Before You Start Baby Led Weaning…

Honestly, I was a bit apprehensive at first regarding baby led weaning.

As a new mom, I was worried about my baby choking. But now that we’ve been at it for about 3 months, I can’t imagine introducing solid foods any other way.

Ready to give baby led weaning a try? Here are some tips for success:

  1. Make sure your baby can sit upright unsupported. Your baby should also have good neck strength and show signs of readiness to eat solid foods.
  2. Start slowly with soft food, introducing only 1 food at a time. Then, wait 24 hours to introduce another new food — so you’ll be able to pinpoint any allergic reactions, if they should arise.
  3. Prep foods for baby into easy-to-grasp pieces. Eventually you can cut up what is on your plate.
  4. Prepare for things to get messy! This includes your baby’s hands, face, clothes, your floor, etc. (We have dogs — so they help with the floor clean-up quite a bit!)
    Our dogs help us clean up the food that baby drops on the floor during baby led weaning.
  5. Continue with breast milk or formula. Baby is still going to get the bulk of their nutrition from these for the first 2 years. I plan to breastfeed for at least 2 years.
  6. Always dine together and allow baby to watch, observe, and interact. This way, baby learns behavior from the family and you can continue to supervise your baby’s eating.
  7. Be patient and allow your baby to learn at his own pace. Timing is key too. Try to time family dining when your baby is not overtired.
  8. Keep baby-friendly snacks handy. We always keep cereal puffs and fruit pouches on hand — our baby loves them! They make for a quick snack while you’re cutting up some food for baby. (We keep the cereal puffs in these non-spill snack cups — so baby can reach in, grab some puffs, and self feed without spilling.)
    My baby enjoys these fruit pouches. They're handy to give baby while you're cutting up food or waiting for food to be served.    We always keep cereal puffs in a spill-proof container nearby as baby snacks -- at home and in restaurants.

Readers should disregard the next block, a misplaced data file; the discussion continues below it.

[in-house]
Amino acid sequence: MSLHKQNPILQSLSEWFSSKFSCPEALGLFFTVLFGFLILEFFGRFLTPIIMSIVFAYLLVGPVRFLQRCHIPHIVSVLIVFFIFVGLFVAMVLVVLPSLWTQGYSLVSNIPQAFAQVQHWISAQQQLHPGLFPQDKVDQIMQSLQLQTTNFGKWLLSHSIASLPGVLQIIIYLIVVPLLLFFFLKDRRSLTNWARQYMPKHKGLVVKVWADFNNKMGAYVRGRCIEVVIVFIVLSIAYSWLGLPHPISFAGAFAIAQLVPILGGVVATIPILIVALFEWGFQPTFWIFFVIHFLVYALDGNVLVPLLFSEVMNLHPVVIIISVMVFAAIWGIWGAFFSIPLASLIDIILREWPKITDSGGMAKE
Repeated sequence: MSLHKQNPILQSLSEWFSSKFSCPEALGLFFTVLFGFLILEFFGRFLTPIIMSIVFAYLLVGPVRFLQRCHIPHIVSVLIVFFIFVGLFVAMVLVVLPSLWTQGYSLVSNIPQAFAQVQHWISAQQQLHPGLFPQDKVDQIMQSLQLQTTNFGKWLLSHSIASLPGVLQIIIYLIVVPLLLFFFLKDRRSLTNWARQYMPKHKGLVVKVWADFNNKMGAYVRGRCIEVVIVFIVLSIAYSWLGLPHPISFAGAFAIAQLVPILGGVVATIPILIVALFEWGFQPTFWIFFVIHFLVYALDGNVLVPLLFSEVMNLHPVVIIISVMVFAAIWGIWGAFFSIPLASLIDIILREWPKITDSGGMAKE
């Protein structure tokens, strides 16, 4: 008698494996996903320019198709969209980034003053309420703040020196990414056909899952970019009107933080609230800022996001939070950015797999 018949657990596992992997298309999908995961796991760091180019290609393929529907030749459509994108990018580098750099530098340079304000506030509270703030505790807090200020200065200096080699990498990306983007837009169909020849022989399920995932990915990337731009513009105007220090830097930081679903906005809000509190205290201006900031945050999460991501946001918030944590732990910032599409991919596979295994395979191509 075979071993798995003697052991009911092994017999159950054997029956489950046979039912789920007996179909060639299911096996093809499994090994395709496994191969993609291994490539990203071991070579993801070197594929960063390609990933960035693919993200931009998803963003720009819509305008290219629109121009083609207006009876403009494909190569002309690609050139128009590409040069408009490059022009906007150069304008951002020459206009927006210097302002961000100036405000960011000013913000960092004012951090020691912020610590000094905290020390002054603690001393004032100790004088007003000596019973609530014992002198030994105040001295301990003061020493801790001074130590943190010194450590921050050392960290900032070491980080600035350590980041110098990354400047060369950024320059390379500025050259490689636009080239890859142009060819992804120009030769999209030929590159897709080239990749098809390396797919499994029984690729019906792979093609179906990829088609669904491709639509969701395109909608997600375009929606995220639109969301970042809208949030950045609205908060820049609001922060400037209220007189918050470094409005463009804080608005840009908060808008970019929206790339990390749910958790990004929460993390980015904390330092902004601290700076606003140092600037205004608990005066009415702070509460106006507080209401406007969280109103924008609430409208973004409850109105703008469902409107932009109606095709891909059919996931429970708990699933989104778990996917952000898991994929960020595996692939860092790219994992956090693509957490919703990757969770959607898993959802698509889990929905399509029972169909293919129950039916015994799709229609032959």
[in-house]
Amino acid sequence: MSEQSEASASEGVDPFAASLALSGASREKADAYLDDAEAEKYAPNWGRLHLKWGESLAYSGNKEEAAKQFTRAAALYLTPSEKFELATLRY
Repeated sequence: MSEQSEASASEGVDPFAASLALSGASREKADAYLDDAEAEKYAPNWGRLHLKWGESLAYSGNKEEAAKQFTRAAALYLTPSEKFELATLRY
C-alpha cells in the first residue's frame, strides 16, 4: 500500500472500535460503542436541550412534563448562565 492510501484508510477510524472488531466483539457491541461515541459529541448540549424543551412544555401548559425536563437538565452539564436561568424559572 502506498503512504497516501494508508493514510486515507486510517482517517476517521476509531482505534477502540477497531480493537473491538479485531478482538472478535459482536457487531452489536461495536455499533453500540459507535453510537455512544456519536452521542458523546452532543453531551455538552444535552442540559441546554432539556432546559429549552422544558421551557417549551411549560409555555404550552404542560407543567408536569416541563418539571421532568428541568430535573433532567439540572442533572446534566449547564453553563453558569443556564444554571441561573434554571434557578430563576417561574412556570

9. Baby will gag at first — this is completely normal. Babies have a natural gag reflex if something unfamiliar touches the back of their tongue — which causes them to thrust their tongue forward. Eventually the gag reflex subsides, as your baby continues to eat and experience new foods. It’s important to remain calm, let the process happen, and observe mindfully. Avoid foods which can easily be choked on — such as nuts, grapes, raisins, seeds, hotdog slices, popcorn, etc.
  10. Quit feeding baby if food is getting tossed. This is a good indication that baby has had enough.
  11. Don’t give up. If spoon feeding is what you’re comfortable with, you should continue with that and then slowly incorporate some of these baby led weaning tips over time.
  12. Always be prepared. As an extra safety precaution, I downloaded the FREE American Red Cross First Aid app. The app is full of useful information — with pictures and videos on what to do in an emergency (including infant choking). It is one of those resources and/or skills that I would just rather have in my mommy arsenal in a life-threatening situation.


The Bottom Line

We love eating together as a family — especially when we’re dining out in restaurants.

Baby led weaning at restaurants is going much better than I had imagined.

We always get compliments on how well-behaved our baby is when we are eating together in restaurants.

Watching our baby self feed himself is part of our entertainment. It has been such a joy to watch the whole process as he learns new skills and discovers all the different tastes and textures.

Baby led weaning is not a race — so I don’t ever compare my baby’s development or eating skills with other babies. I just enjoy each moment on this incredible journey of discovery together!